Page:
Allowing all employees access to paid sick days would reduce influenza
infections in the workplace, according to a first-of-its-kind analysis by
University of Pittsburgh Graduate School of Public Health modelling experts.
The researchers simulated an influenza epidemic in Pittsburgh and surrounding
Allegheny County and found that universal access to paid sick days would reduce
flu cases in the workplace by nearly 6% and estimated it to be more
effective for small, compared to large, workplaces. The results are reported in
the online version of the American Journal of Public Health.
"The Centers for Disease Control and Prevention recommends that people with
flu stay home for 24 hours after their fever breaks," said lead author Supriya
Kumar, Ph.D, M.P.H, a post-doctoral associate in Pitt Public Health's Department
of Epidemiology. "However, not everyone is able to follow these guidelines. Many
more workers in small workplaces than in large ones lack access to paid sick
days and hence find it difficult to stay home when ill. Our simulations show
that allowing all workers access to paid sick days would reduce illness because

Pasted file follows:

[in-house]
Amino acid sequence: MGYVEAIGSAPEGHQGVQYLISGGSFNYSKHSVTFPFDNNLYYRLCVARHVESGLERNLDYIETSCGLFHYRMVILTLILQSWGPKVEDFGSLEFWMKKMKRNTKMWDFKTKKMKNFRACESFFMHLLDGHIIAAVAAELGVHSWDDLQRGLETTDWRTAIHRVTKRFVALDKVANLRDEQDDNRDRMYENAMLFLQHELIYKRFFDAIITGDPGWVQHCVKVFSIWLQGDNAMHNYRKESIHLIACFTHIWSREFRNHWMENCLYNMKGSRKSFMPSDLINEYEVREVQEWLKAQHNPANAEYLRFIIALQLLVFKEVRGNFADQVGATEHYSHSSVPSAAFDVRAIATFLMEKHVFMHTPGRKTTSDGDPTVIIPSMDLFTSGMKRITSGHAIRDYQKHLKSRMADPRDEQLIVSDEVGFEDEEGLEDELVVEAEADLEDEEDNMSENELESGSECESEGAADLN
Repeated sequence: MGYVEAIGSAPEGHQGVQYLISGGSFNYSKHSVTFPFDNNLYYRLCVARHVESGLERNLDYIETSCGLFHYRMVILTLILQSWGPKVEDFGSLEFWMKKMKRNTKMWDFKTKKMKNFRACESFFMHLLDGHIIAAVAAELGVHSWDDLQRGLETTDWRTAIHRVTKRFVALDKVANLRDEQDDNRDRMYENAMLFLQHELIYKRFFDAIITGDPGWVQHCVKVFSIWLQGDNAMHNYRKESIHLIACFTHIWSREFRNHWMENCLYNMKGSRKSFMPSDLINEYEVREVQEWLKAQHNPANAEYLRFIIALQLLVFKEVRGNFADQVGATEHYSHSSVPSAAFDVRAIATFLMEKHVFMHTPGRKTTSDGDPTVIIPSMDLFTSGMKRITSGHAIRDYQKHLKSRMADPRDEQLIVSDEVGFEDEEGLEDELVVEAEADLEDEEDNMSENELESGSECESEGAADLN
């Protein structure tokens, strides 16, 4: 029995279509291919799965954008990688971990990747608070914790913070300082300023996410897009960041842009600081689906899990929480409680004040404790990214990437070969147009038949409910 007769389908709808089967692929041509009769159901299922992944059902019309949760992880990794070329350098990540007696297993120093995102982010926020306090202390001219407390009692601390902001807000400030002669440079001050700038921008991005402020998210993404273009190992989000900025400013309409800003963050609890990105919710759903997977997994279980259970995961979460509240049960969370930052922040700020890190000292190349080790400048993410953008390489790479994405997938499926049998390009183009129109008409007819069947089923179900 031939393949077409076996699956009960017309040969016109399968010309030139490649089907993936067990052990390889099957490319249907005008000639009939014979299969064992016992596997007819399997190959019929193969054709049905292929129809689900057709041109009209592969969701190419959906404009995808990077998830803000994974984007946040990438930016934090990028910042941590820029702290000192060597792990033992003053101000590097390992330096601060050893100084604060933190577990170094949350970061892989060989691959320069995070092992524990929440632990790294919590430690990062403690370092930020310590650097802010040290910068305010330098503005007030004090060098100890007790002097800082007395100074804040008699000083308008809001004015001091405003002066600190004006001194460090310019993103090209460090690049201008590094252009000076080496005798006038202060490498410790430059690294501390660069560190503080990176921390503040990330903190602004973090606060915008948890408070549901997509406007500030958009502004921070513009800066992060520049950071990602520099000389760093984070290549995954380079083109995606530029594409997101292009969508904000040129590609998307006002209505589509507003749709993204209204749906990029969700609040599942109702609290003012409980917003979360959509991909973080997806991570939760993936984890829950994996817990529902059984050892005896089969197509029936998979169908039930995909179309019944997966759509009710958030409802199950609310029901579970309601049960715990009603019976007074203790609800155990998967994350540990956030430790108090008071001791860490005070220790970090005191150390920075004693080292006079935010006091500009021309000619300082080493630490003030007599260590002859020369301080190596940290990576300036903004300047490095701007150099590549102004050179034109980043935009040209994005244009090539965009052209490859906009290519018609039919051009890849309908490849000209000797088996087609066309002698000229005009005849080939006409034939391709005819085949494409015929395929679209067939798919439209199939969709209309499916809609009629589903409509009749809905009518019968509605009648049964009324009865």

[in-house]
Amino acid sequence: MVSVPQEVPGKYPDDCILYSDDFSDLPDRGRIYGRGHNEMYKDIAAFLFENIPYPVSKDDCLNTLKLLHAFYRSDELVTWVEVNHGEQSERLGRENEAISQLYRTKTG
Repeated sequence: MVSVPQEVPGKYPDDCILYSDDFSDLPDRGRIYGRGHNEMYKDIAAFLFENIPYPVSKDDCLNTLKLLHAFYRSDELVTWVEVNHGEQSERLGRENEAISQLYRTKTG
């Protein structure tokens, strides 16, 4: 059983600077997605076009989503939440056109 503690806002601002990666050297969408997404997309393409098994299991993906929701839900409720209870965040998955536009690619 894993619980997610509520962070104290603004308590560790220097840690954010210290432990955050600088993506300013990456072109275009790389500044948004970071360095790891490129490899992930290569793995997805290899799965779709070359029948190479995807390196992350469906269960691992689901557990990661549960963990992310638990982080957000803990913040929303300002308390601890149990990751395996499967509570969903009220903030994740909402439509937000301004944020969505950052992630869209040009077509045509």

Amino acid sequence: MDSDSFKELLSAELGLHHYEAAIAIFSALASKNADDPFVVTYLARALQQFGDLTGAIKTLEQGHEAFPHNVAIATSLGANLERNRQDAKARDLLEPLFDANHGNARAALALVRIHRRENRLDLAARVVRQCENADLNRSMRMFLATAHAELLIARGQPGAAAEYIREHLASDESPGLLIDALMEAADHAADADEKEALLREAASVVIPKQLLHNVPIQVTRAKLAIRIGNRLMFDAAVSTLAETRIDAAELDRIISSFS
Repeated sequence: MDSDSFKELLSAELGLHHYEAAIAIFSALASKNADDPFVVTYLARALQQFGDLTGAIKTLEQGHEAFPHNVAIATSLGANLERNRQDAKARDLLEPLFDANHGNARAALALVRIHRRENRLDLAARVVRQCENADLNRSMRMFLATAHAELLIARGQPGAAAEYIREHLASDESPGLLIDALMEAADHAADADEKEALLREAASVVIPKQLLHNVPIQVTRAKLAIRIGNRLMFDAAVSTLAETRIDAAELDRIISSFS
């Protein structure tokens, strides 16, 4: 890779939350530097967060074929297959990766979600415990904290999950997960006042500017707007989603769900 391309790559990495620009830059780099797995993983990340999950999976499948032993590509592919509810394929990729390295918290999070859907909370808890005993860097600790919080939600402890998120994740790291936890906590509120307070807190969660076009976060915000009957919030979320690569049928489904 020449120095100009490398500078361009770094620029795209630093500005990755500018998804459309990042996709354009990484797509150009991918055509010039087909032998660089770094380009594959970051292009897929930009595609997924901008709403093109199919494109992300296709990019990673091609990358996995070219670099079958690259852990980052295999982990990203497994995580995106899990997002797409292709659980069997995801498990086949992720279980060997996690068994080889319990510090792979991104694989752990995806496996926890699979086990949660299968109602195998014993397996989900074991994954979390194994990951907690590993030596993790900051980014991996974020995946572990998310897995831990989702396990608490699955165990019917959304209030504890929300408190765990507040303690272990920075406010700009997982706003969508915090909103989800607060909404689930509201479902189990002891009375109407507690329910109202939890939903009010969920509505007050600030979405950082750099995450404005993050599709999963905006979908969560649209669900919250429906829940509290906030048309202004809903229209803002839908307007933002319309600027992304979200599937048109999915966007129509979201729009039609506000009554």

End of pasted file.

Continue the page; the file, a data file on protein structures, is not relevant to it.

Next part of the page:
fewer workers get the flu over the course of the season if employees are able to
stay home and keep the virus from being transmitted to their co-workers."
In addition to investigating the impact of universal access to paid sick
days, Dr Kumar and her colleagues looked at an alternative intervention they
termed "flu days," in which all employees had access to one or two paid days to
stay home from work and recover from the flu. The idea behind flu days is that
they encourage employees to stay home longer than they currently do, thus
reducing the potential for them to transmit illness to colleagues at work.
Minimise the risk
Giving employees one flu day resulted in more than a 25% decrease in
influenza infections due to workplace transmission. A two flu-day policy
resulted in a nearly 40% decrease. The researchers found that flu days were more
effective for larger workplaces, defined as having 500 or more employees.
Dr Kumar and her colleagues used a modelling system developed at Pitt Public
Health called "Framework for Reconstructing Epidemic Dynamics" (FRED), which is
part of work housed in Pitt's Modelling of Infectious Disease Agents Study
(MIDAS) National Center of Excellence. MIDAS was initiated by the National
Institute of General Medical Sciences to investigate novel computational and
mathematical models of existing and emerging infectious diseases.
"Our mission is to protect the US and the global community against
communicable infectious disease threats," said senior author Donald S Burke,
M.D, Pitt Public Health dean and UPMC-Jonas Salk Chair of Global Health. "Our
modelling work allows scientists both here and worldwide to investigate
strategies to minimise epidemics. At the heart of this effort is free, open data
"These findings make a strong case for paid sick days," said Dr Kumar.
"Future research should examine the economic impacts of paid sick-day